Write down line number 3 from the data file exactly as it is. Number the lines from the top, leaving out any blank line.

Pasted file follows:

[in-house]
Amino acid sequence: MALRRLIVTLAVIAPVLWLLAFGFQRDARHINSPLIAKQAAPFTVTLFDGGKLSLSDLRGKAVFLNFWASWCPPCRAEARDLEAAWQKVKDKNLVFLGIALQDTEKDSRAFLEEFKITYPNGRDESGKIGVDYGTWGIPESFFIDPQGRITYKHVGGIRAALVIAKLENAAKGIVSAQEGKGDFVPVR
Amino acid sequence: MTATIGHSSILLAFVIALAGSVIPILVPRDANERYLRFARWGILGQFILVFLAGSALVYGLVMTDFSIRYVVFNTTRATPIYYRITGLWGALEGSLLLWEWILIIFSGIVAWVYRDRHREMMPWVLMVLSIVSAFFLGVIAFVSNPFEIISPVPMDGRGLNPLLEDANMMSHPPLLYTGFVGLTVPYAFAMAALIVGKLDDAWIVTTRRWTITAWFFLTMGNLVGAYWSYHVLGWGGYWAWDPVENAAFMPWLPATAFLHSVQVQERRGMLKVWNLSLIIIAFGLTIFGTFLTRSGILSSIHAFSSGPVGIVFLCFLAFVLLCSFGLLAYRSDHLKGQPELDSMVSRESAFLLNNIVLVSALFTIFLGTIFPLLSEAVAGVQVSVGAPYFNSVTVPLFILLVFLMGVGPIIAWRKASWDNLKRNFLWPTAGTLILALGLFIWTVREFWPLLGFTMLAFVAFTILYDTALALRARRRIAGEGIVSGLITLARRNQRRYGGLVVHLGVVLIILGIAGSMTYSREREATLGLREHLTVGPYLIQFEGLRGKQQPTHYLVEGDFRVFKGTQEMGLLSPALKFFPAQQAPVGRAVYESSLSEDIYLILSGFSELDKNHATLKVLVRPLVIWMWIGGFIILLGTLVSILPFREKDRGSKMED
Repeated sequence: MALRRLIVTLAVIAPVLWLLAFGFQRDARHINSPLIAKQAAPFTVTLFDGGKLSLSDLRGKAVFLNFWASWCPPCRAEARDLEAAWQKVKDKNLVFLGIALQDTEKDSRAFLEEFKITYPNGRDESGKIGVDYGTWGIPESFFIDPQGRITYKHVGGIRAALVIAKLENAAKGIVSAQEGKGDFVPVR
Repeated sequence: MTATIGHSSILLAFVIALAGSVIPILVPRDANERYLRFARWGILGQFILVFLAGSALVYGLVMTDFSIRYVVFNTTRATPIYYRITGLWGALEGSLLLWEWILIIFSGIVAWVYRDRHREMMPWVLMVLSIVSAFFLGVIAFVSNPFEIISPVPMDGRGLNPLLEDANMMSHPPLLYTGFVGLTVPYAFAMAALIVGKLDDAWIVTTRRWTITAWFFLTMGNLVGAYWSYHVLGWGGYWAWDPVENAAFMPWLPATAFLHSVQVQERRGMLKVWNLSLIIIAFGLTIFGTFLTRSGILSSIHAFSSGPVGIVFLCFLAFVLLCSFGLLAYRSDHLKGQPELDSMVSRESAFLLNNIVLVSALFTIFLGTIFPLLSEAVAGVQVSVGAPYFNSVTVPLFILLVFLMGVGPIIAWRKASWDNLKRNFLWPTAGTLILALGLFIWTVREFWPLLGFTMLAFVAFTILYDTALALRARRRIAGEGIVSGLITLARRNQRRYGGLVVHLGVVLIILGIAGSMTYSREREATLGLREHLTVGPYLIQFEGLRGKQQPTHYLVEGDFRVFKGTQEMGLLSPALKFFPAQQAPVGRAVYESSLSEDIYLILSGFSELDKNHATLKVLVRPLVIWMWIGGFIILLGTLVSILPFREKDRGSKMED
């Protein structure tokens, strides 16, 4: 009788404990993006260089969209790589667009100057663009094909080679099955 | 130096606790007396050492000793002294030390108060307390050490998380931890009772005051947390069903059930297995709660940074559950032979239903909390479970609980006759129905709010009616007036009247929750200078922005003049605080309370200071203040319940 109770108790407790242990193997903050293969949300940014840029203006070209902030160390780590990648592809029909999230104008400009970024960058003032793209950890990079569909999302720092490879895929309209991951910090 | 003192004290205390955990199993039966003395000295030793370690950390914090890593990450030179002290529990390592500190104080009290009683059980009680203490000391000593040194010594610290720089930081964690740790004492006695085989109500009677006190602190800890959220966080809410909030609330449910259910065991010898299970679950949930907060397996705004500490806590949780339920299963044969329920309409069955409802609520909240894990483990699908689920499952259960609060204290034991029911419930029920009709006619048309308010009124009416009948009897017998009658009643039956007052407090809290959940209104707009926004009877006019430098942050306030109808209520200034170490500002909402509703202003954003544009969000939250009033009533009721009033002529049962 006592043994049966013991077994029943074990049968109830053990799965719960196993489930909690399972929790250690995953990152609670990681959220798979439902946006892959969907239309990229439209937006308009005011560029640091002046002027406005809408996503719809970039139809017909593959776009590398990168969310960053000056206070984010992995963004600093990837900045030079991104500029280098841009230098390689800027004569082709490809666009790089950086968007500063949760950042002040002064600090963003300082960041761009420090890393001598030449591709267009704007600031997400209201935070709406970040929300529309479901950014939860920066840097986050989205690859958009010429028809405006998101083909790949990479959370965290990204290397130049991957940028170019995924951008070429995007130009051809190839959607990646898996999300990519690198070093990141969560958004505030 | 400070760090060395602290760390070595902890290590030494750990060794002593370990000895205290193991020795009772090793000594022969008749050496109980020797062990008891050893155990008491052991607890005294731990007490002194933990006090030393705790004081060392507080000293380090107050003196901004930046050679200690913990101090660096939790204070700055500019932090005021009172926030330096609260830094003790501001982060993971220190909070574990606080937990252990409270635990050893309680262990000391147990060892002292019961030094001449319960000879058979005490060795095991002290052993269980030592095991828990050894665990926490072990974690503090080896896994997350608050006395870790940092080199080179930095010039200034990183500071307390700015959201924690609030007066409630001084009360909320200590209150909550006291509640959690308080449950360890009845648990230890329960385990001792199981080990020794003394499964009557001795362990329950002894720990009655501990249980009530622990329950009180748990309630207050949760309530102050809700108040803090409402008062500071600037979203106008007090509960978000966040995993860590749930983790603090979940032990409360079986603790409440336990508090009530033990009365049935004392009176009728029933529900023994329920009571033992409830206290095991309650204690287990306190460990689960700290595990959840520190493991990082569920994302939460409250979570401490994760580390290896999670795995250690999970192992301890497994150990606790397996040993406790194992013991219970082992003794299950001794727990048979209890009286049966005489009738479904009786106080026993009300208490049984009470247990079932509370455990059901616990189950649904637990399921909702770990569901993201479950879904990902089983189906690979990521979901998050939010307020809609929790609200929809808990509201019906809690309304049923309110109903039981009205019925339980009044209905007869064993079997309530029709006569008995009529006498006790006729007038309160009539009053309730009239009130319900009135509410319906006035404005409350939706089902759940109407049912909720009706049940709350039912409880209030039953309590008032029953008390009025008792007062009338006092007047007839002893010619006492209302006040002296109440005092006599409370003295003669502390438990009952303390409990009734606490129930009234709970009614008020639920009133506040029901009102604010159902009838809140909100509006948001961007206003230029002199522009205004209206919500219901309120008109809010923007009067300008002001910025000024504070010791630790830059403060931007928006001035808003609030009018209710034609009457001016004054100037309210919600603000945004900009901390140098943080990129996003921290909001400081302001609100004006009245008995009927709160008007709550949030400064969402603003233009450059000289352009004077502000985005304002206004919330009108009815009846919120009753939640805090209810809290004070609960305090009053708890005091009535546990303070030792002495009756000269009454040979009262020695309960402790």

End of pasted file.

Amino acid sequence: MTATIGHSSILLAFVIALAGSVIPILVPRDANERYLRFARWGILGQFILVFLAGSALVYGLVMTDFSIRYVVFNTTRATPIYYRITGLWGALEGSLLLWEWILIIFSGIVAWVYRDRHREMMPWVLMVLSIVSAFFLGVIAFVSNPFEIISPVPMDGRGLNPLLEDANMMSHPPLLYTGFVGLTVPYAFAMAALIVGKLDDAWIVTTRRWTITAWFFLTMGNLVGAYWSYHVLGWGGYWAWDPVENAAFMPWLPATAFLHSVQVQERRGMLKVWNLSLIIIAFGLTIFGTFLTRSGILSSIHAFSSGPVGIVFLCFLAFVLLCSFGLLAYRSDHLKGQPELDSMVSRESAFLLNNIVLVSALFTIFLGTIFPLLSEAVAGVQVSVGAPYFNSVTVPLFILLVFLMGVGPIIAWRKASWDNLKRNFLWPTAGTLILALGLFIWTVREFWPLLGFTMLAFVAFTILYDTALALRARRRIAGEGIVSGLITLARRNQRRYGGLVVHLGVVLIILGIAGSMTYSREREATLGLREHLTVGPYLIQFEGLRGKQQPTHYLVEGDFRVFKGTQEMGLLSPALKFFPAQQAPVGRAVYESSLSEDIYLILSGFSELDKNHATLKVLVRPLVIWMWIGGFIILLGTLVSILPFREKDRGSKMED